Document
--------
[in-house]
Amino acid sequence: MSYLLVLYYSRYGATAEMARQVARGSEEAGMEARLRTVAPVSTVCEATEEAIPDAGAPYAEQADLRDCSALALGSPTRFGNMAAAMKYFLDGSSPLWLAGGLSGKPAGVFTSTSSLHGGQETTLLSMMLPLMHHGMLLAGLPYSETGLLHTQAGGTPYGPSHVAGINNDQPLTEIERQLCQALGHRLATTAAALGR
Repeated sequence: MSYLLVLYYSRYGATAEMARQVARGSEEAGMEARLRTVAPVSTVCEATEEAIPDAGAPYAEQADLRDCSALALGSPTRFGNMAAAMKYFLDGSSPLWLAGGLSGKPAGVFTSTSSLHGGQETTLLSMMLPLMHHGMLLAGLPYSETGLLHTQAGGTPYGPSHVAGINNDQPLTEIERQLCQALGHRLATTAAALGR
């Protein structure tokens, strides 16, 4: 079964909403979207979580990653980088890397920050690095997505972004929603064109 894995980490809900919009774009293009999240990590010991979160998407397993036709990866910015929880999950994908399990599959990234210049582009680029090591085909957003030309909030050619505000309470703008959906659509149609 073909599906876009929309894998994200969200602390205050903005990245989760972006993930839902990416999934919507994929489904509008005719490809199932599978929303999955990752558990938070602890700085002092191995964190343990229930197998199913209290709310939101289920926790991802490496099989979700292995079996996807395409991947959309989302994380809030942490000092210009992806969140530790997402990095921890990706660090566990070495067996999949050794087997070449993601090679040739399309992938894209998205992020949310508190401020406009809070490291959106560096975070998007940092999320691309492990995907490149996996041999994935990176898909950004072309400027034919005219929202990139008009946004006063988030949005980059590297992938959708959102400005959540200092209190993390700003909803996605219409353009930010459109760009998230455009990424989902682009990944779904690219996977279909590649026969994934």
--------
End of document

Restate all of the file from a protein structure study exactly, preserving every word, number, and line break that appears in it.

[in-house]
Amino acid sequence: MSYLLVLYYSRYGATAEMARQVARGSEEAGMEARLRTVAPVSTVCEATEEAIPDAGAPYAEQADLRDCSALALGSPTRFGNMAAAMKYFLDGSSPLWLAGGLSGKPAGVFTSTSSLHGGQETTLLSMMLPLMHHGMLLAGLPYSETGLLHTQAGGTPYGPSHVAGINNDQPLTEIERQLCQALGHRLATTAAALGR
Repeated sequence: MSYLLVLYYSRYGATAEMARQVARGSEEAGMEARLRTVAPVSTVCEATEEAIPDAGAPYAEQADLRDCSALALGSPTRFGNMAAAMKYFLDGSSPLWLAGGLSGKPAGVFTSTSSLHGGQETTLLSMMLPLMHHGMLLAGLPYSETGLLHTQAGGTPYGPSHVAGINNDQPLTEIERQLCQALGHRLATTAAALGR
């Protein structure tokens, strides 16, 4: 079964909403979207979580990653980088890397920050690095997505972004929603064109 894995980490809900919009774009293009999240990590010991979160998407397993036709990866910015929880999950994908399990599959990234210049582009680029090591085909957003030309909030050619505000309470703008959906659509149609 073909599906876009929309894998994200969200602390205050903005990245989760972006993930839902990416999934919507994929489904509008005719490809199932599978929303999955990752558990938070602890700085002092191995964190343990229930197998199913209290709310939101289920926790991802490496099989979700292995079996996807395409991947959309989302994380809030942490000092210009992806969140530790997402990095921890990706660090566990070495067996999949050794087997070449993601090679040739399309992938894209998205992020949310508190401020406009809070490291959106560096975070998007940092999320691309492990995907490149996996041999994935990176898909950004072309400027034919005219929202990139008009946004006063988030949005980059590297992938959708959102400005959540200092209190993390700003909803996605219409353009930010459109760009998230455009990424989902682009990944779904690219996977279909590649026969994934």